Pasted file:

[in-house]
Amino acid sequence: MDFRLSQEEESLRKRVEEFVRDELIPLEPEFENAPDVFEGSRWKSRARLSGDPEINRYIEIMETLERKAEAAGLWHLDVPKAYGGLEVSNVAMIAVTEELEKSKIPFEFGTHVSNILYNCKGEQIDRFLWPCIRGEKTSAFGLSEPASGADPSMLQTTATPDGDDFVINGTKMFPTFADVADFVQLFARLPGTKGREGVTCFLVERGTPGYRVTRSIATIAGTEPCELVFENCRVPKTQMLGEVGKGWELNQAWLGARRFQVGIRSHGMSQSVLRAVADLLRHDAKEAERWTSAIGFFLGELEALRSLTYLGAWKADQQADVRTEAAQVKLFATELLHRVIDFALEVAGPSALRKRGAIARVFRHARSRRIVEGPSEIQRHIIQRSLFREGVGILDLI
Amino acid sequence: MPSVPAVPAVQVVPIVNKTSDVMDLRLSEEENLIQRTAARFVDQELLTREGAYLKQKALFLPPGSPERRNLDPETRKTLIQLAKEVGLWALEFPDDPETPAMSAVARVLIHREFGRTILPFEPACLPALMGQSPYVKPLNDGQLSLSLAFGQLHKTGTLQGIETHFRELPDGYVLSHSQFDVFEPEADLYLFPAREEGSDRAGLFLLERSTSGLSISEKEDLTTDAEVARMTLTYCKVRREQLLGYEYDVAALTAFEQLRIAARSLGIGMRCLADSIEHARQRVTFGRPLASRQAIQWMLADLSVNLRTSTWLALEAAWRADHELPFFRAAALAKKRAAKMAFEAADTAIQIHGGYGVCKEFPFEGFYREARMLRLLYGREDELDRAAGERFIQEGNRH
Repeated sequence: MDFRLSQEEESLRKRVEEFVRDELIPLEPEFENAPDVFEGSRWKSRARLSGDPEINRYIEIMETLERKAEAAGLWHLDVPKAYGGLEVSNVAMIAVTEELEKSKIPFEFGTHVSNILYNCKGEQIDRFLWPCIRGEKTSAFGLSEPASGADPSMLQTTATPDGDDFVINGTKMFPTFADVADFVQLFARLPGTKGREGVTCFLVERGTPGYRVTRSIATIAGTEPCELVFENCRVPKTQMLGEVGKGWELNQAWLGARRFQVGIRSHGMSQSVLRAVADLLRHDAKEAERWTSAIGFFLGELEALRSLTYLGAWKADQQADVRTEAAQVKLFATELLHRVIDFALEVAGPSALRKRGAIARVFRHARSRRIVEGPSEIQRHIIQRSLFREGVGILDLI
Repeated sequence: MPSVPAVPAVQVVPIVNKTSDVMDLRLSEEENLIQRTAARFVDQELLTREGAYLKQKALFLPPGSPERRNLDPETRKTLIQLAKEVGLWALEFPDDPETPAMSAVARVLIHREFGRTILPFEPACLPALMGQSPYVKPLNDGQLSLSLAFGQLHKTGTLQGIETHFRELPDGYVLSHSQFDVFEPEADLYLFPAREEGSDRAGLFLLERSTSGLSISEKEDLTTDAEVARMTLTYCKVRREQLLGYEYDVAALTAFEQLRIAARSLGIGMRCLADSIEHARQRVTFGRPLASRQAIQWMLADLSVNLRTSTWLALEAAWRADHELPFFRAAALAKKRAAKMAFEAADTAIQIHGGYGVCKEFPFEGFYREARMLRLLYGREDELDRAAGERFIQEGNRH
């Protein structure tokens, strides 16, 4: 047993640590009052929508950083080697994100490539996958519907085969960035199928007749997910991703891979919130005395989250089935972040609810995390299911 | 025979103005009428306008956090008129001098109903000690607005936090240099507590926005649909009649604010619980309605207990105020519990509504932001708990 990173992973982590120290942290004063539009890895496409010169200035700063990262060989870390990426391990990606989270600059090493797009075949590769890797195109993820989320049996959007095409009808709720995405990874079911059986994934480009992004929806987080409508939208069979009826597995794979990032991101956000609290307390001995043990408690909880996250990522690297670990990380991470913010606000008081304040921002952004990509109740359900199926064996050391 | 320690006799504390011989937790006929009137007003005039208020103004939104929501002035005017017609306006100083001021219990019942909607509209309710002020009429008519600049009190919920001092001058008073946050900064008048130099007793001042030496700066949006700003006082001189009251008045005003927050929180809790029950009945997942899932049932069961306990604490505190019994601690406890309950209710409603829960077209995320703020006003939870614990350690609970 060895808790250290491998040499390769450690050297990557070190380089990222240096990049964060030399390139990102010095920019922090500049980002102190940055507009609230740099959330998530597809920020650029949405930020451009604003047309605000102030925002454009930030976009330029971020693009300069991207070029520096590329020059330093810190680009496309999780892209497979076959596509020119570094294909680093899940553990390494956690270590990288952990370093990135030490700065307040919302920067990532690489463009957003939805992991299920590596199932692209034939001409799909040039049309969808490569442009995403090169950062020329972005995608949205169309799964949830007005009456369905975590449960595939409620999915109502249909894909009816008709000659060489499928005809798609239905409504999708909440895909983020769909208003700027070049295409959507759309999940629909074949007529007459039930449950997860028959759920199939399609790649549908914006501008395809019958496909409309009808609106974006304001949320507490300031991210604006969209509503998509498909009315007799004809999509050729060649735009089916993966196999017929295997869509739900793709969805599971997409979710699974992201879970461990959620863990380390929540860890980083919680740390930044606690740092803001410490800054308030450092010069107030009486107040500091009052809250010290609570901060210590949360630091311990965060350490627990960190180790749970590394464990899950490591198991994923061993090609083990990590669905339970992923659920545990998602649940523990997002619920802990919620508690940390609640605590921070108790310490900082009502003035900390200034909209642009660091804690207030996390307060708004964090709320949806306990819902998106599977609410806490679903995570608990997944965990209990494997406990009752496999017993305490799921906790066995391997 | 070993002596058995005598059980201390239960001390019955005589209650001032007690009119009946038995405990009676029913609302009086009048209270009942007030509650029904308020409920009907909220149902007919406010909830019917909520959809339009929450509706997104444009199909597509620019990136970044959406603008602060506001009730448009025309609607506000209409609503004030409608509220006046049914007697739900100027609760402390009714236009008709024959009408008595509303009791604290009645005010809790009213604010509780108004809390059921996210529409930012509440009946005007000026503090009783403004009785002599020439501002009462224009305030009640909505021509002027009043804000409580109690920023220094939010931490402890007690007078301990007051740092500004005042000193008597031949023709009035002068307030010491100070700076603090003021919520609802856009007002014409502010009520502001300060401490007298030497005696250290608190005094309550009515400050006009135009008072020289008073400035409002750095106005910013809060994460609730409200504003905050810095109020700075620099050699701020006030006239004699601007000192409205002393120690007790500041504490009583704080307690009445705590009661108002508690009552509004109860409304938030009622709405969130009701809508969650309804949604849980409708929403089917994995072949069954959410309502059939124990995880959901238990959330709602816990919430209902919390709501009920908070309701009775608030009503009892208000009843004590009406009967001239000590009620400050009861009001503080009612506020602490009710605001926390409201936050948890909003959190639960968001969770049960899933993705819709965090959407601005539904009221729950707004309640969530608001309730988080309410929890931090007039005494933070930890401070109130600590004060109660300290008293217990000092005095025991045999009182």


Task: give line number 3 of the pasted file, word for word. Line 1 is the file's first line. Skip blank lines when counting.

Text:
Amino acid sequence: MPSVPAVPAVQVVPIVNKTSDVMDLRLSEEENLIQRTAARFVDQELLTREGAYLKQKALFLPPGSPERRNLDPETRKTLIQLAKEVGLWALEFPDDPETPAMSAVARVLIHREFGRTILPFEPACLPALMGQSPYVKPLNDGQLSLSLAFGQLHKTGTLQGIETHFRELPDGYVLSHSQFDVFEPEADLYLFPAREEGSDRAGLFLLERSTSGLSISEKEDLTTDAEVARMTLTYCKVRREQLLGYEYDVAALTAFEQLRIAARSLGIGMRCLADSIEHARQRVTFGRPLASRQAIQWMLADLSVNLRTSTWLALEAAWRADHELPFFRAAALAKKRAAKMAFEAADTAIQIHGGYGVCKEFPFEGFYREARMLRLLYGREDELDRAAGERFIQEGNRH